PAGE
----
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Hour 6. Improving Photos > Color and Contrast Correction with Fireworks

Color and Contrast Correction with Fireworks

Just because an image is digital does not mean that it is well exposed or color accurate. If an image was taken with a digital camera, it will almost certainly need some sort of correction. If the image originated on photographic film, there are even more steps in the process that could affect the eventual color balance and contrast: the time, temperature, and chemicals used to develop the film; the exposure and development of the print; and the settings used when the film or print was scanned.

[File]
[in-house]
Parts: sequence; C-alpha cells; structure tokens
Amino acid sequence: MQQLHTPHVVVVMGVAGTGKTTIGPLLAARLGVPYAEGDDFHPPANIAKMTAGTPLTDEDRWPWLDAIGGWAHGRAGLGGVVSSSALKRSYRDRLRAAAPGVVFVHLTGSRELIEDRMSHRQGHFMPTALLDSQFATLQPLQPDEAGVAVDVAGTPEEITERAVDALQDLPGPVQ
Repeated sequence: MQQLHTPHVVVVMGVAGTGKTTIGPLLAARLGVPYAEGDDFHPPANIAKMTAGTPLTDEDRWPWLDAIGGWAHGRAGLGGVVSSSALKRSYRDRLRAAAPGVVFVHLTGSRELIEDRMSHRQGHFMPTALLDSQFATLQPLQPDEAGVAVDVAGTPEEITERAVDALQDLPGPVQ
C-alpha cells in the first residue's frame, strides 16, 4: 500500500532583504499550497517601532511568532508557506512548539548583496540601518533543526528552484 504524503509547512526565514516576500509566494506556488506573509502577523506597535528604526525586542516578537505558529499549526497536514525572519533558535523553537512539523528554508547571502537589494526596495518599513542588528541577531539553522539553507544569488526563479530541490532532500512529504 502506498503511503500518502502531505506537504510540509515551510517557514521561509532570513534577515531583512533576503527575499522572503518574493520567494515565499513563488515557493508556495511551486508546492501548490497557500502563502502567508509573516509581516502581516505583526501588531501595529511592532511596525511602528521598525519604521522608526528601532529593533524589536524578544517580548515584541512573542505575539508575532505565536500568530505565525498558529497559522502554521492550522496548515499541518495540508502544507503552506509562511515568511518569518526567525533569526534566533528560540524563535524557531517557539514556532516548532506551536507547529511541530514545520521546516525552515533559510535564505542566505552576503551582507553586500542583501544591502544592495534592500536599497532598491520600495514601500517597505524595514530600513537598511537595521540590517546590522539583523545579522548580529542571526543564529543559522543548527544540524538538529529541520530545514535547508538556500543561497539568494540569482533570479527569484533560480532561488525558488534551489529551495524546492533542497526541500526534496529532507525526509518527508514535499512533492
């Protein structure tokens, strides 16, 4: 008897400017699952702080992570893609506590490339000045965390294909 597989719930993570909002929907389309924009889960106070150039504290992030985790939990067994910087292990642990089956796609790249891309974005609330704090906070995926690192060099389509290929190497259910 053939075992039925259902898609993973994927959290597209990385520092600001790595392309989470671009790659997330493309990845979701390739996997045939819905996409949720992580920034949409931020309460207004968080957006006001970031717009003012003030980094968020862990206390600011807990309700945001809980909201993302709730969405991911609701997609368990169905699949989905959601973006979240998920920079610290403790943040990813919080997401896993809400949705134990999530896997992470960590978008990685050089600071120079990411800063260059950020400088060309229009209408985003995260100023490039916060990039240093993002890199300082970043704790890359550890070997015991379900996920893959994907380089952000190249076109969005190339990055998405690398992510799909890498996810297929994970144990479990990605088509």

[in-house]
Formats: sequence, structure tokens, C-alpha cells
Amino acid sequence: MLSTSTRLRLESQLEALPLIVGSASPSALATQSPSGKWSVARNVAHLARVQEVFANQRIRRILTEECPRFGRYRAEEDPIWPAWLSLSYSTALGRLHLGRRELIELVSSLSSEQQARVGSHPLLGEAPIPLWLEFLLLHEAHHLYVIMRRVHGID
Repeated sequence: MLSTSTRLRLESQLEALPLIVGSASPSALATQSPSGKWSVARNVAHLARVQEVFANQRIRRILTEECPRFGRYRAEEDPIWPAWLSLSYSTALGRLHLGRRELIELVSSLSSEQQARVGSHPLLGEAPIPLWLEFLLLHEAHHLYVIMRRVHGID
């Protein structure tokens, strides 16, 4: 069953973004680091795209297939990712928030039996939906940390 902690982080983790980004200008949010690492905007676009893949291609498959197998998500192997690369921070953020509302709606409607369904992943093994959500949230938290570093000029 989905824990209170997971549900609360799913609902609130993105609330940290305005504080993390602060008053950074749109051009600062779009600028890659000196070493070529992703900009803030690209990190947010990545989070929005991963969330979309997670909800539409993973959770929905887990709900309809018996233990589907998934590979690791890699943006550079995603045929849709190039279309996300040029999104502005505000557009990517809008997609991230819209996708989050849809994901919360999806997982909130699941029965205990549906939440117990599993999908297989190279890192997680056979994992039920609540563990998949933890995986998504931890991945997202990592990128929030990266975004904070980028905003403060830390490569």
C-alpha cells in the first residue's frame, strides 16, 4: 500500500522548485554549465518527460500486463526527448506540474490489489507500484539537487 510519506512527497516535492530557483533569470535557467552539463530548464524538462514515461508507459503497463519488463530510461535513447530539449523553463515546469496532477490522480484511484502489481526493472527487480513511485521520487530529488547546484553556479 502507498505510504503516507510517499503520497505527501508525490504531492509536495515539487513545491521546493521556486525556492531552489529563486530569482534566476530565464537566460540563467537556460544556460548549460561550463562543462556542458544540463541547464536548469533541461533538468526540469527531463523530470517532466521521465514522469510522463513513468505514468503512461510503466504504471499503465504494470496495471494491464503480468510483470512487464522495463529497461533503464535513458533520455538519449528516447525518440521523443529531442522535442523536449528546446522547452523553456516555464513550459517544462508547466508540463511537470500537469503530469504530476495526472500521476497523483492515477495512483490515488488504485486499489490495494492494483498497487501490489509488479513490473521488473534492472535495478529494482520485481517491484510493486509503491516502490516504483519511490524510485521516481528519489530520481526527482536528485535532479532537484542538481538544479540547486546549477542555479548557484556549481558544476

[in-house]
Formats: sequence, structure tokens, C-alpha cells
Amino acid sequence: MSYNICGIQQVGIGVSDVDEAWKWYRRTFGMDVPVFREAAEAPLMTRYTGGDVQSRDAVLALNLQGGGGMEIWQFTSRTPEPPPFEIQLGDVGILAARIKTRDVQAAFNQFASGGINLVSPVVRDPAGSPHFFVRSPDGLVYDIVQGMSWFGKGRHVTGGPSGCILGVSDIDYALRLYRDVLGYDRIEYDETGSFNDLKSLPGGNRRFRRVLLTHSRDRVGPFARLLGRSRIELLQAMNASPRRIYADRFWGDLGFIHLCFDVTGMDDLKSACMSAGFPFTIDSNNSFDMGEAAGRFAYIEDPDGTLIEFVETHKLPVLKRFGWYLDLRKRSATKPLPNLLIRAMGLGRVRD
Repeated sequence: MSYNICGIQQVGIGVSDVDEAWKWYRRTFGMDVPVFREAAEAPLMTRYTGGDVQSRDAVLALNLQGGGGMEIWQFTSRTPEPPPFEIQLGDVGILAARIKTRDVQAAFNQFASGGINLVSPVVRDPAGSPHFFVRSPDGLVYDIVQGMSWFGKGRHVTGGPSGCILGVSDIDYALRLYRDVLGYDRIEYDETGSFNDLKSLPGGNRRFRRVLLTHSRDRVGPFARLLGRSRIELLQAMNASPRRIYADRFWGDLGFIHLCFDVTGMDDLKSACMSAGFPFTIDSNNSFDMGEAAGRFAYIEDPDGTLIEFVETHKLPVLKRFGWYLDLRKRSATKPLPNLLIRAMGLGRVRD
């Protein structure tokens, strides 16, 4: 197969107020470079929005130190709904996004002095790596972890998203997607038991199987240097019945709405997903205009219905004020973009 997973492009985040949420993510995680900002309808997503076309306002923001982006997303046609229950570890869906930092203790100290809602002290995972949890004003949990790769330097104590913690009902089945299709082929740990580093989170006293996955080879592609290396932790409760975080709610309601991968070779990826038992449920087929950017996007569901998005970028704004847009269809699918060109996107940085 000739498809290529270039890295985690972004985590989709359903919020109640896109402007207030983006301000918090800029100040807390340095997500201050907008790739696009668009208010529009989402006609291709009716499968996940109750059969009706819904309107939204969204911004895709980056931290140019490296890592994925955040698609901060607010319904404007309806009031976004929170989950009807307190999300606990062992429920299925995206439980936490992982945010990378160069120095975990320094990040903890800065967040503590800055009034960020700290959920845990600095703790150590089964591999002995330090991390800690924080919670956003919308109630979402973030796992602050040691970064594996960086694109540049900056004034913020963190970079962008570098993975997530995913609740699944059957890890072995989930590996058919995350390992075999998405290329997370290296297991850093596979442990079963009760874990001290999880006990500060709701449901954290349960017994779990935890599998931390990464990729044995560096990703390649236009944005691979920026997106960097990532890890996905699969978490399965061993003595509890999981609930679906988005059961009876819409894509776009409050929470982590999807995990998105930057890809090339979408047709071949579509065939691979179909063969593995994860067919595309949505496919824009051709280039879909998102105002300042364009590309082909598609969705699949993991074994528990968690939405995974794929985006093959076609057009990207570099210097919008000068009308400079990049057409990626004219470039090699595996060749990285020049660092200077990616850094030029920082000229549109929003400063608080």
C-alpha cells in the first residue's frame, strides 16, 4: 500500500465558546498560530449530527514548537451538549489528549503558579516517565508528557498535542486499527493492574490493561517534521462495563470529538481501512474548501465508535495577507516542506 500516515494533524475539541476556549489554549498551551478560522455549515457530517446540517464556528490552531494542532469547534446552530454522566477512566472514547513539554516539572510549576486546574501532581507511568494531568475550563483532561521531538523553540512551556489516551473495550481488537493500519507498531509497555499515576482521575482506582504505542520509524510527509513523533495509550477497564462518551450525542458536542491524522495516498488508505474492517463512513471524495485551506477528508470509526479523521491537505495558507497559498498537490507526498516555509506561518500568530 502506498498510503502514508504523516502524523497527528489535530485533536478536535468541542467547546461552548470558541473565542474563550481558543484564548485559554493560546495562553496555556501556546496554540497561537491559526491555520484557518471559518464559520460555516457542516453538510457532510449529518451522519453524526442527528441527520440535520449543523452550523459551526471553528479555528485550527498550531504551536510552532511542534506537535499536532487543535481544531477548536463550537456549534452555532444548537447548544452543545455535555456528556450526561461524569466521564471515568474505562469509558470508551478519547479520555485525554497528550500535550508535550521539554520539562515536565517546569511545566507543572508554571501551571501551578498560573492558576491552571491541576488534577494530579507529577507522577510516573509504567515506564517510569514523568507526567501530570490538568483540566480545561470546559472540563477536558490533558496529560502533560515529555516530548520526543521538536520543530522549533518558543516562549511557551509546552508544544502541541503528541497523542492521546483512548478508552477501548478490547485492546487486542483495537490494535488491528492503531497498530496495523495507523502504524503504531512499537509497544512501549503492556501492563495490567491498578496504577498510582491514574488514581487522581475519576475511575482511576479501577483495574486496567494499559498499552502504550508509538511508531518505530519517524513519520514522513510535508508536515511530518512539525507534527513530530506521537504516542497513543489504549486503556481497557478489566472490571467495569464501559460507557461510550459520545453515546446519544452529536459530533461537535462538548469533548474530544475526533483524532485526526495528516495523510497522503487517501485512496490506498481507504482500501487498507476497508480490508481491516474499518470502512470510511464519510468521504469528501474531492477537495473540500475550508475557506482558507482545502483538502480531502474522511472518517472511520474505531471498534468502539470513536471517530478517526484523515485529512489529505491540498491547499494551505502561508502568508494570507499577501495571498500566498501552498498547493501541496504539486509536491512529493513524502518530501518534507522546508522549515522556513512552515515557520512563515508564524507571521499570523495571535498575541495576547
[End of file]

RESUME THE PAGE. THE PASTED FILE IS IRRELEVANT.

Cameras and scanners will make predictable decisions about how an image should be exposed, but that doesn’t mean they are always the correct ones. When shooting a subject that is backlit, the camera will average the very light areas with the very dark areas to determine the appropriate shutter speed and aperture. This means that the dark areas will be underexposed and the light areas will be overexposed, because the average is somewhere in the middle. The same goes for developing film; much of the process is done by a machine that uses similar methods to determine how an image should be developed and printed.


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